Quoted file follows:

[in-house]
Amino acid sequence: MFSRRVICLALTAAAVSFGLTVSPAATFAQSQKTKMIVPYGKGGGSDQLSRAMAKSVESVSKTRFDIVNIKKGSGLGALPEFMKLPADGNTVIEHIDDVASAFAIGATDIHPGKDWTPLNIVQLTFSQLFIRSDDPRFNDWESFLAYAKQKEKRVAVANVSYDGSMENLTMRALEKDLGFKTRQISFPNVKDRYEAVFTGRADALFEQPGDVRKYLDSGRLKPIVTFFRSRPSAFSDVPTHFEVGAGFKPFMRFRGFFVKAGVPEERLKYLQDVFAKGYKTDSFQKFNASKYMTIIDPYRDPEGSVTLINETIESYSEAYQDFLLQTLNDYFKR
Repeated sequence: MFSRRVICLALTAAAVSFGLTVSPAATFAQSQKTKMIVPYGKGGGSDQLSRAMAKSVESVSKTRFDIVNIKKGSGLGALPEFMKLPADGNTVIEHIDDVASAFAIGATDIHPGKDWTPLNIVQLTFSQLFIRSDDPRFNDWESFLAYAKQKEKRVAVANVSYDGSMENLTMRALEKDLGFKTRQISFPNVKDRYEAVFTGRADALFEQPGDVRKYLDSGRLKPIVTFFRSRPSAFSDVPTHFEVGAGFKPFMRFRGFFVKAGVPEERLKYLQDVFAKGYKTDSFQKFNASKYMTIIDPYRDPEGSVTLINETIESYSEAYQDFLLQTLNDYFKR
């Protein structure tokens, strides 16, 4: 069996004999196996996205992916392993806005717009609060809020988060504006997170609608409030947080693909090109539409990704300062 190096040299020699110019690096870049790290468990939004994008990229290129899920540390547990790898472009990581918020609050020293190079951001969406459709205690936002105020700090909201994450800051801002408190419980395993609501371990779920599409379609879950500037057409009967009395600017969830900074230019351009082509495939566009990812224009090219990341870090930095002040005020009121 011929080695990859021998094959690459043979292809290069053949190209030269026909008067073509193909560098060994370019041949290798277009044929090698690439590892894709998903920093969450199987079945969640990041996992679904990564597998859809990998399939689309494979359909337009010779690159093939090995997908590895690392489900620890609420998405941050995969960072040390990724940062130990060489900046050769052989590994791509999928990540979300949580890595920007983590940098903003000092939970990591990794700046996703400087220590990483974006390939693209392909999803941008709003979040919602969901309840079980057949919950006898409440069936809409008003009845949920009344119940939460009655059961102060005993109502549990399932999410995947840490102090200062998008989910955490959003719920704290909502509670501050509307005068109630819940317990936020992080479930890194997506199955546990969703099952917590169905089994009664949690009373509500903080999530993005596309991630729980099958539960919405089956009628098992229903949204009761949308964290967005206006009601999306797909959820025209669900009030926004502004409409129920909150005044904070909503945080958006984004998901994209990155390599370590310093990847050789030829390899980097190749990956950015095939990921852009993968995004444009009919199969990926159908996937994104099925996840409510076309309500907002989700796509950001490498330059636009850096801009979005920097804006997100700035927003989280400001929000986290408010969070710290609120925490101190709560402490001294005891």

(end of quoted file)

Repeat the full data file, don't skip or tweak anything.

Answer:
[in-house]
Amino acid sequence: MFSRRVICLALTAAAVSFGLTVSPAATFAQSQKTKMIVPYGKGGGSDQLSRAMAKSVESVSKTRFDIVNIKKGSGLGALPEFMKLPADGNTVIEHIDDVASAFAIGATDIHPGKDWTPLNIVQLTFSQLFIRSDDPRFNDWESFLAYAKQKEKRVAVANVSYDGSMENLTMRALEKDLGFKTRQISFPNVKDRYEAVFTGRADALFEQPGDVRKYLDSGRLKPIVTFFRSRPSAFSDVPTHFEVGAGFKPFMRFRGFFVKAGVPEERLKYLQDVFAKGYKTDSFQKFNASKYMTIIDPYRDPEGSVTLINETIESYSEAYQDFLLQTLNDYFKR
Repeated sequence: MFSRRVICLALTAAAVSFGLTVSPAATFAQSQKTKMIVPYGKGGGSDQLSRAMAKSVESVSKTRFDIVNIKKGSGLGALPEFMKLPADGNTVIEHIDDVASAFAIGATDIHPGKDWTPLNIVQLTFSQLFIRSDDPRFNDWESFLAYAKQKEKRVAVANVSYDGSMENLTMRALEKDLGFKTRQISFPNVKDRYEAVFTGRADALFEQPGDVRKYLDSGRLKPIVTFFRSRPSAFSDVPTHFEVGAGFKPFMRFRGFFVKAGVPEERLKYLQDVFAKGYKTDSFQKFNASKYMTIIDPYRDPEGSVTLINETIESYSEAYQDFLLQTLNDYFKR
């Protein structure tokens, strides 16, 4: 069996004999196996996205992916392993806005717009609060809020988060504006997170609608409030947080693909090109539409990704300062 190096040299020699110019690096870049790290468990939004994008990229290129899920540390547990790898472009990581918020609050020293190079951001969406459709205690936002105020700090909201994450800051801002408190419980395993609501371990779920599409379609879950500037057409009967009395600017969830900074230019351009082509495939566009990812224009090219990341870090930095002040005020009121 011929080695990859021998094959690459043979292809290069053949190209030269026909008067073509193909560098060994370019041949290798277009044929090698690439590892894709998903920093969450199987079945969640990041996992679904990564597998859809990998399939689309494979359909337009010779690159093939090995997908590895690392489900620890609420998405941050995969960072040390990724940062130990060489900046050769052989590994791509999928990540979300949580890595920007983590940098903003000092939970990591990794700046996703400087220590990483974006390939693209392909999803941008709003979040919602969901309840079980057949919950006898409440069936809409008003009845949920009344119940939460009655059961102060005993109502549990399932999410995947840490102090200062998008989910955490959003719920704290909502509670501050509307005068109630819940317990936020992080479930890194997506199955546990969703099952917590169905089994009664949690009373509500903080999530993005596309991630729980099958539960919405089956009628098992229903949204009761949308964290967005206006009601999306797909959820025209669900009030926004502004409409129920909150005044904070909503945080958006984004998901994209990155390599370590310093990847050789030829390899980097190749990956950015095939990921852009993968995004444009009919199969990926159908996937994104099925996840409510076309309500907002989700796509950001490498330059636009850096801009979005920097804006997100700035927003989280400001929000986290408010969070710290609120925490101190709560402490001294005891």